Because crafts are like crack.

More Ovaltine, please! June 26, 2011

Filed under: Baking — Casey @ 3:13 pm

For Mom’s birthday cake this year she requested “something chocolate”. That left a lot of open territory and an excuse to spend a lot of time trolling through Pinterest. Mom makes her likes and dislikes pretty well known and a chocolate malt is one of her favorite desserts. It would seem I couldn’t go wrong with a Triple Malt Chocolate Cake. Then I made a trip to the grocery store and couldn’t find malted milk powder anywhere. The closest substitute I could find was some Ovaltine classic malt. It seemed like too much work to find a new recipe while at the store so I made the decision to go with it. If all else failed, we could walk up to the ice cream store and get a real malt!

I thought the result was delicious and it sure was a crowd pleaser. I reduced the amount of butter in the frosting based on the comments on the original website, and I think I might reduce it even further. It was a little too rich even for me!

But most importantly, the birthday girl loved it. Happy Birthday Mom!

Triple Malt Chocolate Cake


  • 2 cups Ovaltine
  • 1 2/3 cups all-purpose flour
  • 3/4 cup unsweetened cocoa powder
  • 1 teaspoon kosher salt
  • 3/4 teaspoons baking soda
  • 3 large eggs
  • 1 1/3 cups granulated sugar
  • 2/3 cup vegetable oil
  • 2 teaspoons vanilla extract
  • 1 1/3 cups whole milk
  • 1 recipe Malt Frosting (below)
  • 1 cup malted milk balls, coarsely chopped


  1. Heat the oven to 325°F and arrange the rack in the middle. Coat 2 (8-inch) cake pans with oil and flour, and tap out any excess flour. Set aside.
  2. Combine the Ovaltine, flour, cocoa powder, salt, and baking soda in a large bowl, and whisk to aerate and break up any lumps. Set aside.
  3. Combine eggs, sugar, oil, and vanilla in a separate large bowl, and whisk until combined and smooth. Add 1/3 of the flour mixture, and whisk until just incorporated. Add 1/2 of the milk, and whisk until smooth. Continue with remaining flour mixture and milk, alternating between each and whisking until all ingredients are just incorporated and smooth.
  4. Divide batter evenly between the prepared pans. Bake until a toothpick inserted in the middle comes out clean and the cakes start pulling away from the sides of the pans, about 45 to 50 minutes.
  5. Remove cakes from the oven and transfer to a wire rack to cool, about 15 minutes. Run a knife around the perimeter of each, and turn cakes out onto the rack to cool completely.
  6. To frost, place a cake layer on an 8-inch cardboard round, a tart-pan bottom, or a cake plate. Evenly spread about 1/3 of the frosting over the top of the layer. Stack the second layer, and evenly spread another 1/3 of the frosting over the top and sides of the whole cake. (Don’t worry about looks at this point—this is just a basecoat, or crumb layer, and it will be covered up later.) Place in the refrigerator until frosting is set up and slightly hard, about 15 minutes. Remove from the refrigerator and spread remaining frosting over the top and sides of the cake, ensuring it’s as even as possible. Press malt balls into the frosting around the sides of the cake and serve.

Malt Frosting

  • 2 1/2 sticks unsalted butter, at room temperature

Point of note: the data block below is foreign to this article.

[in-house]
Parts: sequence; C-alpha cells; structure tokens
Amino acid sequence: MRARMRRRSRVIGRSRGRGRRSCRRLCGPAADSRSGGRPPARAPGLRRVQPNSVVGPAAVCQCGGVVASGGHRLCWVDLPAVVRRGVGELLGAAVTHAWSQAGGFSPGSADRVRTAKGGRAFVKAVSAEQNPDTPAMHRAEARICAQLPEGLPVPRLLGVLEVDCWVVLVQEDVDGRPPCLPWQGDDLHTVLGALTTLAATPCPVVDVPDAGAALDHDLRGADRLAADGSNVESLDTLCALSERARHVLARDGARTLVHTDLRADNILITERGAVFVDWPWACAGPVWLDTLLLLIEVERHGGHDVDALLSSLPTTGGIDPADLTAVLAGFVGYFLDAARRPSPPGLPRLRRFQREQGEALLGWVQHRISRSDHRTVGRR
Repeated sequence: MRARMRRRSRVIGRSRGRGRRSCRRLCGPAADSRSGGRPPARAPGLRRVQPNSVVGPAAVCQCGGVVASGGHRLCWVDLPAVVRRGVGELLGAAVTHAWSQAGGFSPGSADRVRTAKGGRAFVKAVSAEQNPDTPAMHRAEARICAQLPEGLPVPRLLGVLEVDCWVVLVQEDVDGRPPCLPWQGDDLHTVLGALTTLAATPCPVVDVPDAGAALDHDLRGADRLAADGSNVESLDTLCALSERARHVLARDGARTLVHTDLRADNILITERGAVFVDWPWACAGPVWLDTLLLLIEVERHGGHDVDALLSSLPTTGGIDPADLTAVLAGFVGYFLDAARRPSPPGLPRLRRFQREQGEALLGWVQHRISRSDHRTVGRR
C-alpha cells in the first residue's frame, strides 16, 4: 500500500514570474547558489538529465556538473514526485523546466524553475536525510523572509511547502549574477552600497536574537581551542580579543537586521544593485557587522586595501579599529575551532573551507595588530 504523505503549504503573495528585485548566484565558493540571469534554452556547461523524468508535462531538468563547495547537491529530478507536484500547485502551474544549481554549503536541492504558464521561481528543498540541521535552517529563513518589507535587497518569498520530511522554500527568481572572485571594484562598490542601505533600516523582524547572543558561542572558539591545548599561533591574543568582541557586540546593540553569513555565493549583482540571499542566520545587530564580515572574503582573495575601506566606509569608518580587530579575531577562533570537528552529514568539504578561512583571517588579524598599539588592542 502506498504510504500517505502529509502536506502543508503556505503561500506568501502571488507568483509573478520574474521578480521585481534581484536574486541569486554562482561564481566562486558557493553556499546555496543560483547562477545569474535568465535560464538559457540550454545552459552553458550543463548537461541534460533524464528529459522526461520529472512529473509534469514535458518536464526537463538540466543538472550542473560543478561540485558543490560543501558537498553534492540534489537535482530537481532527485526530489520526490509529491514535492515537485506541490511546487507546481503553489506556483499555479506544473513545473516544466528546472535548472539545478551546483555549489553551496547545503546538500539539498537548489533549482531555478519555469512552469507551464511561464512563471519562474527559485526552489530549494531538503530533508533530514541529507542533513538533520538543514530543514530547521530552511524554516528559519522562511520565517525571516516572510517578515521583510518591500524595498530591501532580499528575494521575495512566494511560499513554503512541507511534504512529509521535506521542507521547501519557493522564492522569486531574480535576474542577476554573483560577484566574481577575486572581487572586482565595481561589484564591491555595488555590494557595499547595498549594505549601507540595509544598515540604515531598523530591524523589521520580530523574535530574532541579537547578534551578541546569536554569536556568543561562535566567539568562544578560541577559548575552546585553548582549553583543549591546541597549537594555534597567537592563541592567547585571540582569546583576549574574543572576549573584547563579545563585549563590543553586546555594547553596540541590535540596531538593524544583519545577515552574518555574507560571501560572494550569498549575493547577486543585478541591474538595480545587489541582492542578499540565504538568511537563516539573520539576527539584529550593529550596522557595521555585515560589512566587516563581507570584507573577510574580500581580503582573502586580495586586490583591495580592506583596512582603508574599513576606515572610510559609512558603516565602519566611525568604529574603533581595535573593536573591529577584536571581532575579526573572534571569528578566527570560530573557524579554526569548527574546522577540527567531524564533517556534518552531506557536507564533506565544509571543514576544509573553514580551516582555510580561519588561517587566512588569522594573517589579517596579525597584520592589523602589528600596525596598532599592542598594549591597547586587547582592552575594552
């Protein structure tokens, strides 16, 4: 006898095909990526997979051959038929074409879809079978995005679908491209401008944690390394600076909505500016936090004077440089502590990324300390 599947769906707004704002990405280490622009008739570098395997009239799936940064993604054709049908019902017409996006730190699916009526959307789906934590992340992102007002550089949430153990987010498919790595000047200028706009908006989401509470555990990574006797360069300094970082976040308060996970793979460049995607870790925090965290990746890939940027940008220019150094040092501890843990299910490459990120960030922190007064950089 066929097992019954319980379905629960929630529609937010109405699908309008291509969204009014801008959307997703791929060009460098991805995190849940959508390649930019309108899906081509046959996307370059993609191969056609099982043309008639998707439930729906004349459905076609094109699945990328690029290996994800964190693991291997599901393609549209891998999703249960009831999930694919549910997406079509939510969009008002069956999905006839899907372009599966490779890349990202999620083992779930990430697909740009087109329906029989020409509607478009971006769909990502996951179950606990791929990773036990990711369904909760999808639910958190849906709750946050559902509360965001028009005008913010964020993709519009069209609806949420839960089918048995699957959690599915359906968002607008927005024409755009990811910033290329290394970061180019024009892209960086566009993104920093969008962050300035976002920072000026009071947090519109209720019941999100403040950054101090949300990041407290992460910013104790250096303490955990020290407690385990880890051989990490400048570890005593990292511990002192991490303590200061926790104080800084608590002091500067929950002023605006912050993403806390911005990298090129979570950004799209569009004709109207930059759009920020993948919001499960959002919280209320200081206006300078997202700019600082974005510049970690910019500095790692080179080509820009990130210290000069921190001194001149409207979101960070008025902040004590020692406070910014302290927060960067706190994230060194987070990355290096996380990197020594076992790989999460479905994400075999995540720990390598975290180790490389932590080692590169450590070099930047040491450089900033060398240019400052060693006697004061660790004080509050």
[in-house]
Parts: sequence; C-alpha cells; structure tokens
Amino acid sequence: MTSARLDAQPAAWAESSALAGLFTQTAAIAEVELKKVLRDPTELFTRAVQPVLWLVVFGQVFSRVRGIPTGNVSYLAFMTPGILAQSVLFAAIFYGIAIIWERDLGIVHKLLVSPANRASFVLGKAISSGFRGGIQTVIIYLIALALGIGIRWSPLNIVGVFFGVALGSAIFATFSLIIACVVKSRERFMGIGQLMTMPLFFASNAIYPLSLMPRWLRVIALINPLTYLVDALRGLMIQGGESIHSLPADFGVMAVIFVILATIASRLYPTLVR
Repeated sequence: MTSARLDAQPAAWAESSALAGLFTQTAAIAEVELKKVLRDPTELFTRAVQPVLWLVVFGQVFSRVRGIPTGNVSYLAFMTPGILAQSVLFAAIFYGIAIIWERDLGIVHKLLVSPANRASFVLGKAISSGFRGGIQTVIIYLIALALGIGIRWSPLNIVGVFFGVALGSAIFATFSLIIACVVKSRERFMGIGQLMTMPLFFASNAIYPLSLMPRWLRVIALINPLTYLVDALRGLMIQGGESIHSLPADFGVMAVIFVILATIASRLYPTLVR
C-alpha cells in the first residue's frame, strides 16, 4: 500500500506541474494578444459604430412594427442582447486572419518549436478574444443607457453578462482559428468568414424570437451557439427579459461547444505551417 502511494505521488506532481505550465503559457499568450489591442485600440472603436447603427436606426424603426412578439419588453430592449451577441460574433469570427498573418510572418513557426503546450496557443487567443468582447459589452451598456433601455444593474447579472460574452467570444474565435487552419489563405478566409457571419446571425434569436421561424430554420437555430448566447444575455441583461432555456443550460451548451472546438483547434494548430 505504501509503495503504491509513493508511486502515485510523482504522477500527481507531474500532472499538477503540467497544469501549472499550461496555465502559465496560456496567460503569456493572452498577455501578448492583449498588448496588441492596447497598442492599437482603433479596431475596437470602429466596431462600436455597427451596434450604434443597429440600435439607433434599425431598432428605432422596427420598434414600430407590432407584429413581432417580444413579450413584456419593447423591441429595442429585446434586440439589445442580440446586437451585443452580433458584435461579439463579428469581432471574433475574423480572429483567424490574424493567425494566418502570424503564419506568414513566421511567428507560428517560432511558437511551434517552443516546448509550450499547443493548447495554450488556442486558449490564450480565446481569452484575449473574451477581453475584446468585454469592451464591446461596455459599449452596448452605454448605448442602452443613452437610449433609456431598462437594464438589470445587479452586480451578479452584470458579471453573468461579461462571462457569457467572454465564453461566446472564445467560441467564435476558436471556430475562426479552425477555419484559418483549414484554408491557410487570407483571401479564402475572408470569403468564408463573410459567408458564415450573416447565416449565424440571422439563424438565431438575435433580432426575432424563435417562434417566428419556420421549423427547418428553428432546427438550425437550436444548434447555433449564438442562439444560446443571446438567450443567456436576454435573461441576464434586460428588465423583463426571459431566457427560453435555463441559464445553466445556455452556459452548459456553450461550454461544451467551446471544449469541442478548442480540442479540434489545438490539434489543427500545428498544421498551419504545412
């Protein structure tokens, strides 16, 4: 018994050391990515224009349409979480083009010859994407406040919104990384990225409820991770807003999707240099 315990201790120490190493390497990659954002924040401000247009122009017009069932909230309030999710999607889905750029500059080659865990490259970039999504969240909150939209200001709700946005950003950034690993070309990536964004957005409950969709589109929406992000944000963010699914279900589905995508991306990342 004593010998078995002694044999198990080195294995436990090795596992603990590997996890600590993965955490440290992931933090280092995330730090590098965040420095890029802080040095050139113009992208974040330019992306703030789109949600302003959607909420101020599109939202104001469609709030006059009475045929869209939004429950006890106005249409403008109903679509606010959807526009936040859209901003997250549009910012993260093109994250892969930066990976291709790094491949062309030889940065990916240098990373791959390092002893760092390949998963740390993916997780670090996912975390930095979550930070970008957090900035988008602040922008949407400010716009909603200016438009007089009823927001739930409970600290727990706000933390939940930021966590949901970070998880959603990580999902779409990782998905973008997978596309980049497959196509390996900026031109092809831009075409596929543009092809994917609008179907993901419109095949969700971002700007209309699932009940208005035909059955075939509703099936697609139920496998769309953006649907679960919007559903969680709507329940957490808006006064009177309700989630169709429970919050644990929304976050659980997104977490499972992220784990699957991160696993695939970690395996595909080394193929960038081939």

• 1 1/2 cups powdered sugar
  • 3/4 cup Ovaltine
  • 1/2 cup whole milk, at room temperature
  • 2 teaspoons vanilla extract
  • 1/4 teaspoon kosher salt


  1. Combine butter and sugar in the bowl of a stand mixer fitter with a paddle attachment, and beat on low speed until sugar is incorporated.
  2. Increase speed to medium high and beat until mixture is light and whipped, about 3 minutes. Stop the mixer and scrape down the sides of the bowl and the paddle.
  3. Add remaining ingredients and return to low speed until ingredients are incorporated. Increase speed to medium high and continue whipping until frosting is evenly combined and light, about 3 minutes. Use to frost cakes, cupcakes, or cookies.

The official start of the Christmas crafting season

Filed under: Quilting — Casey @ 2:23 pm

I am aware that there are some non-crafty types out there who think the Christmas season begins with Black Friday sales. I strongly suspect they are the same folks who complain about stores putting up decorations before Halloween. For them,Christmas falls neatly into December during which there is more than enough time to decorate, purchase a few gifts and maybe even throw a batch of cookies into the oven.

Those of us who are craft-obsessed know Christmas is a holiday designed to show off our talents and requires months of preparation. And even a six month early start won’t prevent us from staying up all night on Christmas Eve to finish one or two gifts. But June 24th seems as good a time as any to start Christmas crafting, especially since Mom is in town to cut, press, pin and complete other less fun parts of quilting.

I bought the fabric for my tree skirt right after Christmas. A single day of work and it is now all pieced together. I might have the skirt completed by September at this rate!


We had quite the quilting bee going on in my dining room.

The best part of crafting with someone else may be the freedom to take lots of pictures, especially action shots.

Now I just have to decide whether I attempt the quilting on my own or send it home with Mom.


Do you think I can call in “crafty” to work tomorrow? June 1, 2011

Filed under: Sewing — Casey @ 6:41 pm

Look what the mailman brought today!

I predict a couple little girls will be getting new summer dresses!